Date

2012

Department or Program

Cognitive and Linguistic Sciences

Primary Wellesley Thesis Advisor

Angela C. Carpenter

Abstract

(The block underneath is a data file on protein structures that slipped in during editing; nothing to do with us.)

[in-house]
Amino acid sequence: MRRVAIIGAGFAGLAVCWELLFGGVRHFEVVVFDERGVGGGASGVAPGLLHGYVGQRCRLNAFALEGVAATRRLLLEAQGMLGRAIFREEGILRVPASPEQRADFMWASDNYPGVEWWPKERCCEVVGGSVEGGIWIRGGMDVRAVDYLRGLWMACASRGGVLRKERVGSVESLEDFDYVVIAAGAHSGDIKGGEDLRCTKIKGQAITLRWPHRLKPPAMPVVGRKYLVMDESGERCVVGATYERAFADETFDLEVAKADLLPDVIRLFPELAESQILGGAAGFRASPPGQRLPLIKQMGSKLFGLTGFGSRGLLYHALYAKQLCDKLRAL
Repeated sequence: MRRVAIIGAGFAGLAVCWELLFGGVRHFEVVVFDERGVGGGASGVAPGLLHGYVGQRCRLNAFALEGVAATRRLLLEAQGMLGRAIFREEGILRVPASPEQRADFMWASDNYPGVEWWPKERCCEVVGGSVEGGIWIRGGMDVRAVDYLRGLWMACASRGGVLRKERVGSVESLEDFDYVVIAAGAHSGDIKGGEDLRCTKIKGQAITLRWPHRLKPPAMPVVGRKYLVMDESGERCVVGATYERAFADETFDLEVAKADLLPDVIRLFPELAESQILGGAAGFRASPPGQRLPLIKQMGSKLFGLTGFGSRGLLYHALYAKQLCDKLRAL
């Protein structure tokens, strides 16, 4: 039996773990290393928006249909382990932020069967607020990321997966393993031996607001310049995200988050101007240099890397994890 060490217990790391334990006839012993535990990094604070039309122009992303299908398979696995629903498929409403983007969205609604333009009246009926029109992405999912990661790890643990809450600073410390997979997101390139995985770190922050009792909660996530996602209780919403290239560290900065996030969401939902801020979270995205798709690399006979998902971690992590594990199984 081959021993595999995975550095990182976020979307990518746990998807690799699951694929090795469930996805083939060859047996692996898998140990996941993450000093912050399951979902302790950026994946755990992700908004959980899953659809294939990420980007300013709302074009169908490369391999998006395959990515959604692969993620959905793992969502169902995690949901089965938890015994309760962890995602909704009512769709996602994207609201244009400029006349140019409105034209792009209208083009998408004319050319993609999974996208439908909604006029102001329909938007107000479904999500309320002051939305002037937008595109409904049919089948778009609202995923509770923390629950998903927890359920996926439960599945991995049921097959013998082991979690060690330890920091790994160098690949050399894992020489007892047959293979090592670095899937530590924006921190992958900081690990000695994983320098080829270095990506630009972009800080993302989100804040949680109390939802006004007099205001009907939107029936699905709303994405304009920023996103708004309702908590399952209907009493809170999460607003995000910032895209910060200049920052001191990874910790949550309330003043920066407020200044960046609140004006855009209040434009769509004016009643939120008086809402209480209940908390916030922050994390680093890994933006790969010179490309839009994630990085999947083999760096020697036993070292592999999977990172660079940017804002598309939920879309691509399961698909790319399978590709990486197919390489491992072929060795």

I study the phenomenon of errors produced by Korean-English bilinguals in both their first and second languages (L1 and L2). Research has demonstrated that such errors are often due to differences in available phonemes and phonotactic constraints in languages (Flege 1995), or because certain phonological processes in one language are transferred into pronunciations in the L2 (Tsukada et al., 2005). However, these reasons do not account for pronunciation errors in the L1. To study these errors in the L1 and L2, I recorded eleven Korean-English bilinguals (all of Korean descent) reading Korean and English passages. I analyzed vowel production and focused on the production of “constructed” vowels. I posit that these “constructed” vowels result from partially developed phonemes collapsing to form one sound specific to the individual. My findings demonstrate that certain groups of Korean-English bilinguals demonstrate incomplete acquisition of both L1 and L2 phonologies, and thus combine two incomplete phonetic inventories to form one complete, idiosyncratic phonemic inventory, one that is neither fully characteristic of either the L1 or L2, but still contains sounds from both. In sum, I found there to be an overall trend of clustering English vowels and a general shifting of Korean vowels, marked by increased backness. I call upon a more comprehensive model such that both directions – the effects of L1 on L2 as well as the effects of L2 on L1 – can be accounted. Ultimately, my study shows that, regardless of the state of bilingualism, all vowels are prone to change.

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